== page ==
This is actually something that I ponder quite a bit over. He rides regular, but I really think he may prefer goofy. I tried him goofy his second time out, but progress was slow so I think even if he may prefer it he isn't giving it a chance. So hard to say because he did falling leaf so long. But for example on a long glide down a cat trail I'll often see him switch to goofy midway down. But that may because he just feels more familiar heel than toe even on the glides. Heel side he good either way. I can't evaluate it very well, so this is on the laundry list of things for an instructor to take a look at and see what they say and someone he won't play the opposite game with like he does with me. It's an age thing.

Learning switch early is an excellent idea...perhaps you can convince him to give it a try for the "switch learning" aspect? It's possible he's just more comfortable heelside at this point hence the switch to goofy on cat tracks and like you said the history of falling leaf heelside for so long.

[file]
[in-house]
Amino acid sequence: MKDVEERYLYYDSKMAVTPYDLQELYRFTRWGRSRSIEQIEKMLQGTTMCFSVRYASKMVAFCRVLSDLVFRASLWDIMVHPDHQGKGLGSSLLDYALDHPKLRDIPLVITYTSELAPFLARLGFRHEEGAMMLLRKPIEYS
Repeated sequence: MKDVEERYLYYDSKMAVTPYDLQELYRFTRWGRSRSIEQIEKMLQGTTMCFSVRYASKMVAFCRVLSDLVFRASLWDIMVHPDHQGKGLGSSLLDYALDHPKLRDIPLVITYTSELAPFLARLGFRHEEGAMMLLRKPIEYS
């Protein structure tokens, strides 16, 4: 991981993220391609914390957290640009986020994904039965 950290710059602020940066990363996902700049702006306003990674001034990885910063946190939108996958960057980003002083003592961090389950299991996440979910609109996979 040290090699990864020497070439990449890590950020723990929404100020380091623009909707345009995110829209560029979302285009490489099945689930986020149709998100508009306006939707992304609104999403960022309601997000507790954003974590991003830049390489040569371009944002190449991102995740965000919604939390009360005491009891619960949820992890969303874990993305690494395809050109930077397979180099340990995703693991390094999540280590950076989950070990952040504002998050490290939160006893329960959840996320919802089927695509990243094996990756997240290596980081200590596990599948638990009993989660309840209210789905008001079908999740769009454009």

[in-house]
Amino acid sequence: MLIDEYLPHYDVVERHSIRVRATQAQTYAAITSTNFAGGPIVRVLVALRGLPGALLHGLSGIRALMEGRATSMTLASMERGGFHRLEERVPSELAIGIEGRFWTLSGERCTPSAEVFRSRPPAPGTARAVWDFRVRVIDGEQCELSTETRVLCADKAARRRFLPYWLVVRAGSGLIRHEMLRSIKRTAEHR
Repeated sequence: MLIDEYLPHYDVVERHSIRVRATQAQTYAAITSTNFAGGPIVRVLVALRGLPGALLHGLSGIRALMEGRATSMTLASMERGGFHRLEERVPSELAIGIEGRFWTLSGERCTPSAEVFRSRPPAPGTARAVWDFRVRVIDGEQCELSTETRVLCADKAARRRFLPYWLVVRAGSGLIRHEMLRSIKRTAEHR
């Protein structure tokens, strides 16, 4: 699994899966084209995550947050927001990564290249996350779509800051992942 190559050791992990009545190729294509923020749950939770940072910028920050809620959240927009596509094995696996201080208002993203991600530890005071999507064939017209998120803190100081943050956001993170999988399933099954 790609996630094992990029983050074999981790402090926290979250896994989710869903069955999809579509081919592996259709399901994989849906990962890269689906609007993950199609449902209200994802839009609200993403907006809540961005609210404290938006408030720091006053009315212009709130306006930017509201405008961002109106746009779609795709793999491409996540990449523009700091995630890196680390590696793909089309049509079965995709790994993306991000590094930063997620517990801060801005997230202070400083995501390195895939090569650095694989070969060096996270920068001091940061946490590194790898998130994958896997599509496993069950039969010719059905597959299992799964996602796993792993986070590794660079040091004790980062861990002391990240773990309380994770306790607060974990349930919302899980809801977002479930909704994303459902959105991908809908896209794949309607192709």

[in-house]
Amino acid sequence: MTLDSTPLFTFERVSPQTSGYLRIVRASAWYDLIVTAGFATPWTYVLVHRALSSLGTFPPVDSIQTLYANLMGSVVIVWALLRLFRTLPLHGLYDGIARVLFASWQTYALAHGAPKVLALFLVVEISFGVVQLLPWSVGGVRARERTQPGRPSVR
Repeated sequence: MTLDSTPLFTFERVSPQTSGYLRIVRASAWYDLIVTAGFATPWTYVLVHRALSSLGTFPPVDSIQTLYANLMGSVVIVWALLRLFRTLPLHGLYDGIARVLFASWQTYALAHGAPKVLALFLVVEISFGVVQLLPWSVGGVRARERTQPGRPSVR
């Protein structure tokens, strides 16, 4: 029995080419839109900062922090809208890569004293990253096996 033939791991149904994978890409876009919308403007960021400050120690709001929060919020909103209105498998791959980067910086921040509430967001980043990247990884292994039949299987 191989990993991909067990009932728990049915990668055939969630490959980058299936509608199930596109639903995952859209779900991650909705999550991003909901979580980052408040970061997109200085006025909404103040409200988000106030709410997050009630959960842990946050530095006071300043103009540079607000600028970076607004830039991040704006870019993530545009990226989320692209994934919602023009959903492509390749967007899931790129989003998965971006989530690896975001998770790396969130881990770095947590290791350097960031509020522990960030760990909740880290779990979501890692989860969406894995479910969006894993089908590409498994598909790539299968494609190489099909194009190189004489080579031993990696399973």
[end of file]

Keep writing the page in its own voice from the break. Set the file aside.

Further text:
Ha, Idk if it's an age thing or a parent/child thing :giggle: Either way, continued lessons are a great idea.

wrathfuldeity 04-07-2014 11:26 AM

Quote:

Originally Posted by f00bar (Post 1667465)
Ya, one last trip of the year probably and thats heading up to VT which gets expensive, so lessons are not likely until next season. I'm planning on taking one in the afternoon of the first time out next season after we have our sea legs back.

ehhh...don't worry about it. its your first year...go have fun...got to get the big stoke to last through the summer.

Slush Puppie 04-07-2014 01:18 PM